Learning and Development Roundtable Managing Director Todd Safferstone explains, "While frontline management has become more informal, most management-development strategies have remained focused on formal managers. Our findings help explain why efforts to improve frontline performance that focus solely on the formal manager have limited success. Organizations need to pull forward key development efforts to support the informal manager ranks. In so doing, they can have an immediate and significant impact on day-to-day management and performance."

A Road Map for Targeting Frontline Management Investments: Maximizing Performance and Retention

Roundtable research reveals that nearly 60 percent of frontline managers underperform during their first two years in seat, driving performance gaps and employee turnover across the entire frontline. The Learning and Development Roundtable's Road Map for Targeting Frontline Management Investments is part of a complete step-by-step plan designed to help organizations boost the effectiveness of frontline management without adding significant cost. As part of this study, the Roundtable also demonstrates how organizations can optimally extend their development efforts to include informal managers. Three essential phases identified in this study for maximizing performance and retention include:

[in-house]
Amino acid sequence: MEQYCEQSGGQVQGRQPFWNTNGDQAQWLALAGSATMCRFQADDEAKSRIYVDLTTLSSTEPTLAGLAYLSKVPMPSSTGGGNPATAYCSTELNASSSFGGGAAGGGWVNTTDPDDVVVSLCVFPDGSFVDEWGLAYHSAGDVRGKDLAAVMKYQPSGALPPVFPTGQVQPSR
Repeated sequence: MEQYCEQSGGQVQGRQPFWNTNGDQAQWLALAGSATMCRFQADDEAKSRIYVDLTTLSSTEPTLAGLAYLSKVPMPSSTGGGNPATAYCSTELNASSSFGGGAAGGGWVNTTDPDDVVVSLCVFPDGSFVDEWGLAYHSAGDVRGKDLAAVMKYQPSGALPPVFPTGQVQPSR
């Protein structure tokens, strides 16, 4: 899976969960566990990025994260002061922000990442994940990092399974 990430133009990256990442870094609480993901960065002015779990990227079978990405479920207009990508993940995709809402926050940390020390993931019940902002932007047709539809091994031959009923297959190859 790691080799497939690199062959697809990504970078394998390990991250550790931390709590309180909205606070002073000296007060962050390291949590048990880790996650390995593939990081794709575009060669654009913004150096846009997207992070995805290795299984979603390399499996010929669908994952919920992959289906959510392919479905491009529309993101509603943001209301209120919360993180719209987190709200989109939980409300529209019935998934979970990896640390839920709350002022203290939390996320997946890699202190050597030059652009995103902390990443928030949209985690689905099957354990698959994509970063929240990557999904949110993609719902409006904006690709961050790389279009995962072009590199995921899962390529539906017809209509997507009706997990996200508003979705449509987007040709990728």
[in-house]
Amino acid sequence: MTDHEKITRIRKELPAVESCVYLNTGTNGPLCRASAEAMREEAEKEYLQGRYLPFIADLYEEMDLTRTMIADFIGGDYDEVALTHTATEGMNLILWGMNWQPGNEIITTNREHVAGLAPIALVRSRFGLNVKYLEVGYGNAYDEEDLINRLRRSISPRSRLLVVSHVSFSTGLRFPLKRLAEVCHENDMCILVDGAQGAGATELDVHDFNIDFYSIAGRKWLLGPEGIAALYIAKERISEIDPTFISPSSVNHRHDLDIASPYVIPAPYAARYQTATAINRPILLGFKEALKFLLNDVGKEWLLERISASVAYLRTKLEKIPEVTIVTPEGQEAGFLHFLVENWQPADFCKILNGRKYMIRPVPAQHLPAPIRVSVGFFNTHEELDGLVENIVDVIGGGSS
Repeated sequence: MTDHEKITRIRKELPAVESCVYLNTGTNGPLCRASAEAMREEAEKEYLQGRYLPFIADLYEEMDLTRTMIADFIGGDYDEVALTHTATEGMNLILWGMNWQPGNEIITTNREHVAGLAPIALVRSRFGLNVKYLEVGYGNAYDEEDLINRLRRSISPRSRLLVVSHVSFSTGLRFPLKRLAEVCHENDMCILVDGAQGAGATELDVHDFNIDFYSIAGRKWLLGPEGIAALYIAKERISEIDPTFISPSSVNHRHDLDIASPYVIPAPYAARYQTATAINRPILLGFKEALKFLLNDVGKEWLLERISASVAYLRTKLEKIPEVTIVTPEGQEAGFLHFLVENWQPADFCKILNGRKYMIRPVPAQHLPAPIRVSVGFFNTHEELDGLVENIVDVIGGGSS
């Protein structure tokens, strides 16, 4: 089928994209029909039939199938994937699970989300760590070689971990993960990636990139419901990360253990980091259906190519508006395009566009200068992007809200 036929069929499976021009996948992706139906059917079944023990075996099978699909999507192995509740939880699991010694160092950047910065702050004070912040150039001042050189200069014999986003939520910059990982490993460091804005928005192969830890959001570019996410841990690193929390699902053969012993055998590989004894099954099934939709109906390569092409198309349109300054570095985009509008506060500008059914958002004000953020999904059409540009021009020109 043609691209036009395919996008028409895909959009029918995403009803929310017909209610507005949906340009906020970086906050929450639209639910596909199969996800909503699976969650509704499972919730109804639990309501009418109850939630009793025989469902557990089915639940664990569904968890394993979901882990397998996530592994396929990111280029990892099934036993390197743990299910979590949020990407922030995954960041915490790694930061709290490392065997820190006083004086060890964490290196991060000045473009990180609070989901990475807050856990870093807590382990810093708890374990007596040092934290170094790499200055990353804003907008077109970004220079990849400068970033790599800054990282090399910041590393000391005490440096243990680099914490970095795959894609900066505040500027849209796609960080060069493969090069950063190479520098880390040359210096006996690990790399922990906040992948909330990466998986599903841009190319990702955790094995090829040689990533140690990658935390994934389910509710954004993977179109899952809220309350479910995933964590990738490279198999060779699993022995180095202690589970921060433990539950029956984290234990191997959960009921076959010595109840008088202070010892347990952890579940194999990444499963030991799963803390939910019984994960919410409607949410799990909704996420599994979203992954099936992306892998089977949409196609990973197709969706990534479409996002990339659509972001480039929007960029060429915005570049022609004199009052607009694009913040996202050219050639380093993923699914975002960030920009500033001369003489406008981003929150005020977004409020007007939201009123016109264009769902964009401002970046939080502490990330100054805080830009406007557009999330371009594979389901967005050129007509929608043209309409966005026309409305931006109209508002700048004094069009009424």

(1) Isolating Frontline Management Development Priorities. Only 19 percent of informal managers report being satisfied with the people-management training offered by their organizations. Furthermore, only one-third of informal managers find their direct managers and peers effective at helping them understand the challenges of Learning and Development Roundtable Identifies New Strategies For Maximizing The Effectiveness of Frontline Managers supervising people. The most progressive organizations overcome these challenges by focusing their development investments on critical management needs, rather than exclusively focusing on individuals who carry a managerial title.